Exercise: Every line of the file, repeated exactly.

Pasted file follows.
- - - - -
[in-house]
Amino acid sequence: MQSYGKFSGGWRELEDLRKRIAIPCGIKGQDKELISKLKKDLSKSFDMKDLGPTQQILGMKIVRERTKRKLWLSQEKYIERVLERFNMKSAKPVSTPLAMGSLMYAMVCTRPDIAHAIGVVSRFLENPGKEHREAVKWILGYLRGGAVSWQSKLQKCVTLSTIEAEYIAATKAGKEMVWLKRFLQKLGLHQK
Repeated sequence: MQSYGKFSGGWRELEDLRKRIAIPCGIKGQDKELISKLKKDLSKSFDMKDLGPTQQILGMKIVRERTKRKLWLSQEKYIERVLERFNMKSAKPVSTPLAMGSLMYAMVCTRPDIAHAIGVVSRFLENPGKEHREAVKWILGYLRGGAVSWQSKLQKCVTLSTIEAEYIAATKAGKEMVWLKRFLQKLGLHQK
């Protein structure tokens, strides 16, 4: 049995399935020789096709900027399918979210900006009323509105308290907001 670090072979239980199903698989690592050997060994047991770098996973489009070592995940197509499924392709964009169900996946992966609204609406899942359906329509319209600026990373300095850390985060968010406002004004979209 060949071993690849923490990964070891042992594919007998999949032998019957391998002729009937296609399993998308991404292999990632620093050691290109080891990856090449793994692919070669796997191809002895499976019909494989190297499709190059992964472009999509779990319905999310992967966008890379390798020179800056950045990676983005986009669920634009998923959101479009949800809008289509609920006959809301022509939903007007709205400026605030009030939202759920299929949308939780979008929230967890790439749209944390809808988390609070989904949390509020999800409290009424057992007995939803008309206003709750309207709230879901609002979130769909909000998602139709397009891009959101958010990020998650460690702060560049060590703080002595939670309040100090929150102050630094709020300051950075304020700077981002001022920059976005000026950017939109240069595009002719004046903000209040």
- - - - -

[in-house]
Amino acid sequence: MQSYGKFSGGWRELEDLRKRIAIPCGIKGQDKELISKLKKDLSKSFDMKDLGPTQQILGMKIVRERTKRKLWLSQEKYIERVLERFNMKSAKPVSTPLAMGSLMYAMVCTRPDIAHAIGVVSRFLENPGKEHREAVKWILGYLRGGAVSWQSKLQKCVTLSTIEAEYIAATKAGKEMVWLKRFLQKLGLHQK
Repeated sequence: MQSYGKFSGGWRELEDLRKRIAIPCGIKGQDKELISKLKKDLSKSFDMKDLGPTQQILGMKIVRERTKRKLWLSQEKYIERVLERFNMKSAKPVSTPLAMGSLMYAMVCTRPDIAHAIGVVSRFLENPGKEHREAVKWILGYLRGGAVSWQSKLQKCVTLSTIEAEYIAATKAGKEMVWLKRFLQKLGLHQK
């Protein structure tokens, strides 16, 4: 049995399935020789096709900027399918979210900006009323509105308290907001 670090072979239980199903698989690592050997060994047991770098996973489009070592995940197509499924392709964009169900996946992966609204609406899942359906329509319209600026990373300095850390985060968010406002004004979209 060949071993690849923490990964070891042992594919007998999949032998019957391998002729009937296609399993998308991404292999990632620093050691290109080891990856090449793994692919070669796997191809002895499976019909494989190297499709190059992964472009999509779990319905999310992967966008890379390798020179800056950045990676983005986009669920634009998923959101479009949800809008289509609920006959809301022509939903007007709205400026605030009030939202759920299929949308939780979008929230967890790439749209944390809808988390609070989904949390509020999800409290009424057992007995939803008309206003709750309207709230879901609002979130769909909000998602139709397009891009959101958010990020998650460690702060560049060590703080002595939670309040100090929150102050630094709020300051950075304020700077981002001022920059976005000026950017939109240069595009002719004046903000209040």